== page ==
Consul: Extraordinarily caring, social, and popular. Always eager to help.

Virtuoso: Bold and practical experimenters, masters of tools.
Adventurer: Flexible and charming artists, always ready to explore something new.
Entrepreneur: Smart, energetic, and very perceptive. They enjoy living on the edge.
Entertainer: Spontaneous, energetic, and enthusiastic. Life is never boring around them.

To fully take advantage of this system you need to read the full bio for each type. But here is an overview (the following is copied from this site:

The Rational, Idealistic Type: Principled, Purposeful, Self-Controlled, and Perfectionistic
The Caring, Interpersonal Type: Demonstrative, Generous, People-Pleasing, and Possessive
The Success-Oriented, Pragmatic Type: Adaptive, Excelling, Driven, and Image-Conscious
The Sensitive, Withdrawn Type: Expressive, Dramatic, Self-Absorbed, and Temperamental
The Intense, Cerebral Type: Perceptive, Innovative, Secretive, and Isolated
The Committed, Security-Oriented Type: Engaging, Responsible, Anxious, and Suspicious
The Busy, Fun-Loving Type: Spontaneous, Versatile, Distractible, and Scattered
The Powerful, Dominating Type: Self-Confident, Decisive, Willful, and Confrontational
The Easygoing, Self-Effacing Type: Receptive, Reassuring, Agreeable, and Complacent

Robert S. Hartman, an American philosopher and psychologist, developed the four-type personality system. This system categorizes people into four different types based on their natural tendencies.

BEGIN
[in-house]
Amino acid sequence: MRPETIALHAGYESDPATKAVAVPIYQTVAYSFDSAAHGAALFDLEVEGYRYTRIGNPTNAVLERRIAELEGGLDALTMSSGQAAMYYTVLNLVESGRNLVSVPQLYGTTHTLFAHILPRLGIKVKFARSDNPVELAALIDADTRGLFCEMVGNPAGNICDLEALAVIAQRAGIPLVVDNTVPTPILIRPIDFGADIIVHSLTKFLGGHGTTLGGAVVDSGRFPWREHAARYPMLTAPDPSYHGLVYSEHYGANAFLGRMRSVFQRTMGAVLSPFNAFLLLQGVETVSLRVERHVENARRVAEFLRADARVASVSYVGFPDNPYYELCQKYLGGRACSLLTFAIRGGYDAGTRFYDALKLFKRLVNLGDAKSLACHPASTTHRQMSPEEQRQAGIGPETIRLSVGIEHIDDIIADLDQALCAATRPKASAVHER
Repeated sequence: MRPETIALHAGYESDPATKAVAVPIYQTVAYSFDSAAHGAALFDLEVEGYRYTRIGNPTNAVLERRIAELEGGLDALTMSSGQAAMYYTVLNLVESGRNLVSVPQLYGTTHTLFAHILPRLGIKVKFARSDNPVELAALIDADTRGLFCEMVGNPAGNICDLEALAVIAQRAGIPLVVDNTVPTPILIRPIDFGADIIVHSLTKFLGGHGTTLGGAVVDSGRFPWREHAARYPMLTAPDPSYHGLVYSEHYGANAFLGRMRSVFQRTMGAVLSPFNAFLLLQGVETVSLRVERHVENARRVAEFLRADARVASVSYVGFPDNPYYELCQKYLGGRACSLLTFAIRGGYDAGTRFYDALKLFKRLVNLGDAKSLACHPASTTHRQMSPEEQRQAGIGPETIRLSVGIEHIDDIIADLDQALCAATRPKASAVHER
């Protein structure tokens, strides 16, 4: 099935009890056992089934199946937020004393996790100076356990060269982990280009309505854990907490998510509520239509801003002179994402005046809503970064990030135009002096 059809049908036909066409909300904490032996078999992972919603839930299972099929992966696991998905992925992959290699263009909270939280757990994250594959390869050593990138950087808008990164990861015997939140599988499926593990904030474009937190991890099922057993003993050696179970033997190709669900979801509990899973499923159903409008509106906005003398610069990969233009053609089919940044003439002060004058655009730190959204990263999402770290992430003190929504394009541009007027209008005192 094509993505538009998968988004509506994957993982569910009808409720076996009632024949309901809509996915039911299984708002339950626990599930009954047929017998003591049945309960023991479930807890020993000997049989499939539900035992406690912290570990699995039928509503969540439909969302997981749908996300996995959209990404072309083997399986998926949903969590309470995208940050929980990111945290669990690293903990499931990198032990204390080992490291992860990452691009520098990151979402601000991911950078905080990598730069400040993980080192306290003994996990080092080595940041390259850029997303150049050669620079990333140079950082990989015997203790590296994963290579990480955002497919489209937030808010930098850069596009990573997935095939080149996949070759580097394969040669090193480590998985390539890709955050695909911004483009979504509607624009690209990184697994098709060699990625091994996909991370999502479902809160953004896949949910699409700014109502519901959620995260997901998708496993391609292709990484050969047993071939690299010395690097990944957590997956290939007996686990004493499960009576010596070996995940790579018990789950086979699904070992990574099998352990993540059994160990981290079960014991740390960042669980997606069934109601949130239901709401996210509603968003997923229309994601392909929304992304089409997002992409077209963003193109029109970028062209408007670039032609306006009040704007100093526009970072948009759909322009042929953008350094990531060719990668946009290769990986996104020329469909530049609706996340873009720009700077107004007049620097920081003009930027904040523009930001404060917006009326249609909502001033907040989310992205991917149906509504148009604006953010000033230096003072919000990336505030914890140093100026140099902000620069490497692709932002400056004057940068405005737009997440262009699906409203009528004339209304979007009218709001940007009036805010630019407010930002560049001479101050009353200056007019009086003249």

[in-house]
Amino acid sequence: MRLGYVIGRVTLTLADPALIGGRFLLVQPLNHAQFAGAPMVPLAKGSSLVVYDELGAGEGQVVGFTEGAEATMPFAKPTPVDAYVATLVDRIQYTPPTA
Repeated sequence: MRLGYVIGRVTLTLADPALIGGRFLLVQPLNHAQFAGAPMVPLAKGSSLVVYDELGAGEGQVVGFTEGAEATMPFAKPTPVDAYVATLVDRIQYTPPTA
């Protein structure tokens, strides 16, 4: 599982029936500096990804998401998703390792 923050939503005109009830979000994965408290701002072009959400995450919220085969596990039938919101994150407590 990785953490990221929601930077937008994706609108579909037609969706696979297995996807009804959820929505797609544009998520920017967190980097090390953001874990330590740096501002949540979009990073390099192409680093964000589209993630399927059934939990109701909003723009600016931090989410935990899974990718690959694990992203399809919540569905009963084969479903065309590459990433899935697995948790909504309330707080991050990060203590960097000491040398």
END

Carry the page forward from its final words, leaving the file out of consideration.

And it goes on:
A: ANALYTIC: ambitious, workaholic, organized, goal-oriented, perfectionist, impatient, competitive
B: BEHAVIORAL: Easy going, non-competitive, less prone to stress, stable, adaptable non-confrontational, work steadily toward their goals, adapt to changes in plans, flexible.
C: COMMUNICATIVE: Collaborative, calm, rational and logical, thoughtful, and caring, introverted
D: DEDUCTIVE: Sensitive, shy, prone to anxiety and depression, avoidant.

I do a deep dive into these for troubled characters and villains.
Used in modern psychoanalytic diagnosis you can read about it here for an overview:

Psychopathic: (Antisocial), Narcissistic, Schizoid, Paranoid, Depressive, Manic, Masochistic: (self-defeating), Obsessive, Compulsive, Hysterical (histrionic), Dissociative.


Sensation: perception using immediate apprehension of the visible relationship between subject and object.
Intuition: perception of processes in the background, unconscious drives, or motivations of other people
Thinking: function of intellectual cognition, the forming of logical conclusions.
Feeling: Function of subjective estimation, value-oriented thinking
Extraverts: seek greater stimulation, energized around people, think out loud, large social networks, thrive in teams, and crowds, enjoys being the center of attention, values broad experience.
Introverts: Seek less stimulation, recharges with quiet reflection, think before speaking, values one-on-one friendships, favors independence, avoids being the center of attention, values deep experience.

I hope this list helps you find characteristics to build multidimensional characters.


Margot Conor has been writing for as long as she can remember, but it wasn't until the COVID lock-down that she had enough time to dedicate to the craft and bring something to completion. Having finished her first novel, she went through the grueling two-year process of editing. Now she has jumped into the author's world with both feet. She's preparing to debut her first novel, which means learning how to promote it. The last year has been spent attending many writing retreats, seminars, and writers' events. She also listened to presentations specifically on the topic of publishing and book marketing. She will be sharing what she learns with the reader.
Learn more about Margot at